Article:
Episode #114: Reducing the Costs of American Healthcare – One Percent at a Time, with Zack Cooper, PhD


The focus of this interview is on a solution created by Yale Economists to address the rising & unsustainable costs of healthcare in our country. Most of us are aware that healthcare costs are a problem, but our guest today argues the cost of healthcare is actually devastating to American workers & families. The approach he and his colleagues are taking to solve this massive problem is unique & I’m excited to explore it with you today.

Zack Cooper, PhD is an Associate Professor of Health Policy and Economics at Yale University. Cooper has published his research in leading economics & medical journals and has presented his research at the White House, the Department of Justice, the Federal Trade Commission, & the Department of Health and Human Services. Cooper received his undergraduate degree from the University of Chicago and his PhD from the London School of Economics.

In this episode, we’ll discover:

  • The meeting at 10 Downing Street that led this extraordinary Yale Healthcare Economist to come up with the idea for 1% solutions.
  • The specific healthcare issues being addressed by these 1% solutions, such as Surprise Medical Billing & Kidney Transplantation.
  • Why Zack believes employer-based health insurance is contributing to bloated costs that are profoundly harming the health & welfare of working Americans.
  • How the unprecedented drop in American life expectancy and the American epidemic of “deaths of despair” might be linked to healthcare economics.
  • Why the 1% solutions are intentionally focused on incentivizing providers & healthcare organizations rather than attempting to change patient behaviors through cost-sharing and other demand-side interventions.
  • The opportunity cost to the American public and the American future resulting from bloated healthcare costs.

This is an extraordinary story of a ‘scholar-activist’ who is battling the insidious mistruths that are guiding policies for an industry that makes up nearly one-fifth of the US GDP.  With this latest 1% project, he’s not only debunking harmful myths, but also using evidence-based, scientific methodology to build solutions to lower the staggering costs of healthcare. Make no mistake about it, the stakes are high. For example, Zack refers to a recent study which demonstrated that a $10 increase in Medicare Part D copays (prescription medications) led to a 33% increase in monthly death rates among seniors. People couldn’t afford their medications and so they simply stopped buying them.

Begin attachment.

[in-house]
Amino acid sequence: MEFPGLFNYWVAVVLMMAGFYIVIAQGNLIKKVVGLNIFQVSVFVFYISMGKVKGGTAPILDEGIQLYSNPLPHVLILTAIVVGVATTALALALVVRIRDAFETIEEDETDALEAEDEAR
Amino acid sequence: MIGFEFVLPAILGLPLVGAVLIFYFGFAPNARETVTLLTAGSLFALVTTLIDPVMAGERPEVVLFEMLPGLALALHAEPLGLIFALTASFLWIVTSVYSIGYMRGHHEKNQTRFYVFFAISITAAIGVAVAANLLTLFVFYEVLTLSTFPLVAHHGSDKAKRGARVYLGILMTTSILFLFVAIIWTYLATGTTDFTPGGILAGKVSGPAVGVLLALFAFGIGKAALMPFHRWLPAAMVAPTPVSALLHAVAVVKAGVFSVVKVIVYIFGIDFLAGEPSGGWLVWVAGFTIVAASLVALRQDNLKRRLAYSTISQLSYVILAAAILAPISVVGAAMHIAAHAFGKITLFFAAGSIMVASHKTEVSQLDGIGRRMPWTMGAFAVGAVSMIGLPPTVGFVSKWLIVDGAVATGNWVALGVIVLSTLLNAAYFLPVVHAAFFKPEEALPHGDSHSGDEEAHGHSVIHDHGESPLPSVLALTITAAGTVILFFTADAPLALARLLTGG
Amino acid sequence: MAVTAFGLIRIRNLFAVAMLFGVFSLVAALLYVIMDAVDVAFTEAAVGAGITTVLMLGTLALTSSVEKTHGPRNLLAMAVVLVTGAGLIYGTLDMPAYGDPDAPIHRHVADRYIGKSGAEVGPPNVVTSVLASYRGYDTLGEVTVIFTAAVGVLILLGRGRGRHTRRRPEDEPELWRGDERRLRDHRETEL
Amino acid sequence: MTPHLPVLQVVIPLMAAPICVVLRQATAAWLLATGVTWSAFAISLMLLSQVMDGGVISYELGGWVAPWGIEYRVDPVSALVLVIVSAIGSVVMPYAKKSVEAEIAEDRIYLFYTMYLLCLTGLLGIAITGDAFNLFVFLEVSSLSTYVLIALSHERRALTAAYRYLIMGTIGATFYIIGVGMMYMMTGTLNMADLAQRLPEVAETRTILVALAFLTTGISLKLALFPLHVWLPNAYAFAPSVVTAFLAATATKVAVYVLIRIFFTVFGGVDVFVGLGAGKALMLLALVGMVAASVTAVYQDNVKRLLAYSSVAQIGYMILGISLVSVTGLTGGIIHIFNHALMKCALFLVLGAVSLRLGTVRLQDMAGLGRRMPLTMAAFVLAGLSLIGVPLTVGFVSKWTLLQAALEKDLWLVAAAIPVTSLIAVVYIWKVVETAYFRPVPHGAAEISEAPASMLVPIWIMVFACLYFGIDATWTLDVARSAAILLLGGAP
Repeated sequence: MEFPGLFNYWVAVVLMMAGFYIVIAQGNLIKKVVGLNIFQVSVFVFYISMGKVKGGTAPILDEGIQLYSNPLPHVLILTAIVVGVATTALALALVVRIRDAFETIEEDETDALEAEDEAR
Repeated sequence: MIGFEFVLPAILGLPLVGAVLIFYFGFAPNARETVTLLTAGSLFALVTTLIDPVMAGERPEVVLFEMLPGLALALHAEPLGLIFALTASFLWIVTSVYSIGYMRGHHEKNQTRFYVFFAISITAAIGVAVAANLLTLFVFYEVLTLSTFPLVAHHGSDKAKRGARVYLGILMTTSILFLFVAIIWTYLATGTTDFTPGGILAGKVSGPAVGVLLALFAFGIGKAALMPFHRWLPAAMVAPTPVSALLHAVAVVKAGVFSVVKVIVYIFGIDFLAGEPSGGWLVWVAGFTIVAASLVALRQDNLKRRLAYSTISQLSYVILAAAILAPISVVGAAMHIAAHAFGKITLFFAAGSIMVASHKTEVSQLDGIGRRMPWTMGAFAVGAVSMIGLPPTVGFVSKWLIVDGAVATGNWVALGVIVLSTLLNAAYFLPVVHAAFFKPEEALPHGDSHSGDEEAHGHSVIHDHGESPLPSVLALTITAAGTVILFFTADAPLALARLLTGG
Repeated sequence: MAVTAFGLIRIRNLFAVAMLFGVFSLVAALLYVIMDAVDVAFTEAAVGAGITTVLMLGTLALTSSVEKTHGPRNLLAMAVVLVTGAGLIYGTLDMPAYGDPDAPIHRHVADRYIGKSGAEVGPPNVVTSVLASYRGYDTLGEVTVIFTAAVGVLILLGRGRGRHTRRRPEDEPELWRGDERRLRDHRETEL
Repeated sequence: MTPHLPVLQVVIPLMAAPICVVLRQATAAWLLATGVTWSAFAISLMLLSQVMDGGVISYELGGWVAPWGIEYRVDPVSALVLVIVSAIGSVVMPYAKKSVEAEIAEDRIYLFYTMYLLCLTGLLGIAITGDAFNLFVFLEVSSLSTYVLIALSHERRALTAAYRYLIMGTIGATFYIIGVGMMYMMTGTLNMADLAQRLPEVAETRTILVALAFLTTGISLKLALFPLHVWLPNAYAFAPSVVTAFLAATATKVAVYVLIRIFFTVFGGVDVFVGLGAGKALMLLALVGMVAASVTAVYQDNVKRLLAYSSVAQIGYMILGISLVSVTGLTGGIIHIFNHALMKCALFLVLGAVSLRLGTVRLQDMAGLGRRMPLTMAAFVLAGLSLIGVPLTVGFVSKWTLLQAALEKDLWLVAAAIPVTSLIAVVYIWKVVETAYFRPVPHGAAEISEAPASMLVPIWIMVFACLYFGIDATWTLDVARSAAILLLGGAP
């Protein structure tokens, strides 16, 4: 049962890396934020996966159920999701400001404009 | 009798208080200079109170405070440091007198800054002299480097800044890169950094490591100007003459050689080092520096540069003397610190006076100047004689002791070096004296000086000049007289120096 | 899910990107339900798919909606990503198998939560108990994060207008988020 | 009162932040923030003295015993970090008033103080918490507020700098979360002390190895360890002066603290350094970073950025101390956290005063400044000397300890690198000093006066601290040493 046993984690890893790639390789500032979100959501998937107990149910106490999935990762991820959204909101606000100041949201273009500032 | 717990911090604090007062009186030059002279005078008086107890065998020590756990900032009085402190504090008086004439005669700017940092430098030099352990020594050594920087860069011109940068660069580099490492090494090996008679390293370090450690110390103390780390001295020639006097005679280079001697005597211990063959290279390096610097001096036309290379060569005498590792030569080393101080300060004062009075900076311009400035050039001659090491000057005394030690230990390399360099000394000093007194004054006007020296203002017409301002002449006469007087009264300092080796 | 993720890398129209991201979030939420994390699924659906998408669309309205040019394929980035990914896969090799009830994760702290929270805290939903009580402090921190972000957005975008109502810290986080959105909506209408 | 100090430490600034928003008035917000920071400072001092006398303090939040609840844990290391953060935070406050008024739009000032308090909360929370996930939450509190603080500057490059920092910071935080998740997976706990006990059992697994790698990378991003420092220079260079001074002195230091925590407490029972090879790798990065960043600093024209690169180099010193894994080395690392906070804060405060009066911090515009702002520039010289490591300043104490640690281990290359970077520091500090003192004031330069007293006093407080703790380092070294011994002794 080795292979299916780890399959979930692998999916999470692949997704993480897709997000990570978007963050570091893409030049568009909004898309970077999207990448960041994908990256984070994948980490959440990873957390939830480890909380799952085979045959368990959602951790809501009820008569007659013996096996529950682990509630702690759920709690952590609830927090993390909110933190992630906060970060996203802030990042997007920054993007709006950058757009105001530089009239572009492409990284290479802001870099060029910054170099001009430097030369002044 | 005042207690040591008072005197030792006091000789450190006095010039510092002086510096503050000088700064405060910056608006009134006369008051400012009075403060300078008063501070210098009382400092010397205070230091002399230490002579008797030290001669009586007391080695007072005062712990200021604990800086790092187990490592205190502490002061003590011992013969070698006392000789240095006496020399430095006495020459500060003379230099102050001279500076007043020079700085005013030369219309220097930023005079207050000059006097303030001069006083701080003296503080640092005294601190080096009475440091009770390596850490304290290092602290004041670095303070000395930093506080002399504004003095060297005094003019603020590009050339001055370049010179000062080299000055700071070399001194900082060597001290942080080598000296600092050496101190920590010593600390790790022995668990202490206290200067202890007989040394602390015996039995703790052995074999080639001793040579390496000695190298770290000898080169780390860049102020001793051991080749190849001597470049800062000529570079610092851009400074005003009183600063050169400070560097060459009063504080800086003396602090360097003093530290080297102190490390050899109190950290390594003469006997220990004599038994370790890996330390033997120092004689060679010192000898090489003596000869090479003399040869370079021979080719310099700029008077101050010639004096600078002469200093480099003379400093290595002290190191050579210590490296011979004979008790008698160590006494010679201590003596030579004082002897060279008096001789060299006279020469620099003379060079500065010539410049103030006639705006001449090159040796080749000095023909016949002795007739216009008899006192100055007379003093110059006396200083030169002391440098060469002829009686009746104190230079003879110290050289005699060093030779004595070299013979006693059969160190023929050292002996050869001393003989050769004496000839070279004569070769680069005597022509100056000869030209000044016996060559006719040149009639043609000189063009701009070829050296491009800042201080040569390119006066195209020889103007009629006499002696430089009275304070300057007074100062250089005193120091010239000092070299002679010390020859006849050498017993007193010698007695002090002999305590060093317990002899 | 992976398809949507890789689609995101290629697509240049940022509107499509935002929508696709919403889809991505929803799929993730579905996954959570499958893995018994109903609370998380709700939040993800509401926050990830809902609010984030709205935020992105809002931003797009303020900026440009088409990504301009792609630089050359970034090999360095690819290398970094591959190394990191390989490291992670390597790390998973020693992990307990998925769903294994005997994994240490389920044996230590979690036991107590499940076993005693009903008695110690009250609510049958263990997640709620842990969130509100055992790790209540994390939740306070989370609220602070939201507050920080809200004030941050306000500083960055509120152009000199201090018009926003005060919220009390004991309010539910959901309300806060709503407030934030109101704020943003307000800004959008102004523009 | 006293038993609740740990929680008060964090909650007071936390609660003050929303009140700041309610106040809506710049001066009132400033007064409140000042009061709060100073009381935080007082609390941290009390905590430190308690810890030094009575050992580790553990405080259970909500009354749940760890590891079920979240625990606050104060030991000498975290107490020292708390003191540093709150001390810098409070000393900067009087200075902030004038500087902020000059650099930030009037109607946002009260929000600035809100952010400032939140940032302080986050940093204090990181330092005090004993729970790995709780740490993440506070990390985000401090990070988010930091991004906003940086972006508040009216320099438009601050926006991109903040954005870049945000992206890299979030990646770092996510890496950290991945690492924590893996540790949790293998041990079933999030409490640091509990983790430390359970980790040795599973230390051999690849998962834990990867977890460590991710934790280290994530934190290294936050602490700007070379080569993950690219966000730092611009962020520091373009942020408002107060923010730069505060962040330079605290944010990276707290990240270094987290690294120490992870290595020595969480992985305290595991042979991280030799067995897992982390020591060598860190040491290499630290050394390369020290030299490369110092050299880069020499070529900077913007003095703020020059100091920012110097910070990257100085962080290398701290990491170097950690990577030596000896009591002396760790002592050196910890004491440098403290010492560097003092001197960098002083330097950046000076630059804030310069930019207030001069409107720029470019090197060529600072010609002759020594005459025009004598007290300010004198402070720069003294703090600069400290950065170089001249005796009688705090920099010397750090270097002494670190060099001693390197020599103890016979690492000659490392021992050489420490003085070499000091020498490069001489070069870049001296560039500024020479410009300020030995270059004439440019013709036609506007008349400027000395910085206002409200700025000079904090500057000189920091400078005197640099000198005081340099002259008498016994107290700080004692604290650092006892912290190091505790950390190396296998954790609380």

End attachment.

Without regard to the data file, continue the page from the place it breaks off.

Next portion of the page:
Zack is reframing the field of healthcare economics by attempting to accomplish a number of things. First, he is actively recruiting leading scholars to adapt their research to current policy-relevant domains. Second, he is inviting leading scholars to more directly engage with and influence politicians and policy makers. Third, he is catalyzing a movement toward more scientific, peer-reviewed, evidence-based healthcare policy decision-making. Fourth, he is calling for a shift from research that purely critiques to briefs that develop and support tangible solutions to lowering the costs of healthcare. And fifth, he’s influencing the next generation of healthcare scholars to view themselves as ‘scholar activists’.

What Zack & his colleagues are attempting is courageous. They are battling on behalf of the plight of the majority of Americans who simply can not afford healthcare. They are battling the status quo of a huge, well-funded, complicated & opaque industrial complex. As Zack points out, there are few other industries as heavily lobbied as healthcare – underscoring the need for independent, peer-reviewed, evidence-based, policy decision-making.

At one point in the interview, Zack says that he’s been “coarsened” by what he has discovered. He is, in my opinion, experiencing what many clinicians & others in healthcare have recently been terming ‘moral harm’. One domain of moral harm that is of “gripping” concern for Zack is the economic and healthcare inequities in this country. His current research is focused on how healthcare inefficiencies and costs might actually be contributing to the economic & health inequities, and the growing disparity chasm in our country.

What I greatly admire and respect is Zack’s ethical conviction, commitment and persistence to challenging and changing the fundamental policies causing this moral harm. So, while the 1% approach may appear incremental, what Zack and his colleagues are doing is nothing less than transformational.

Until next time, be safe and be well.
Zeev Neuwirth, MD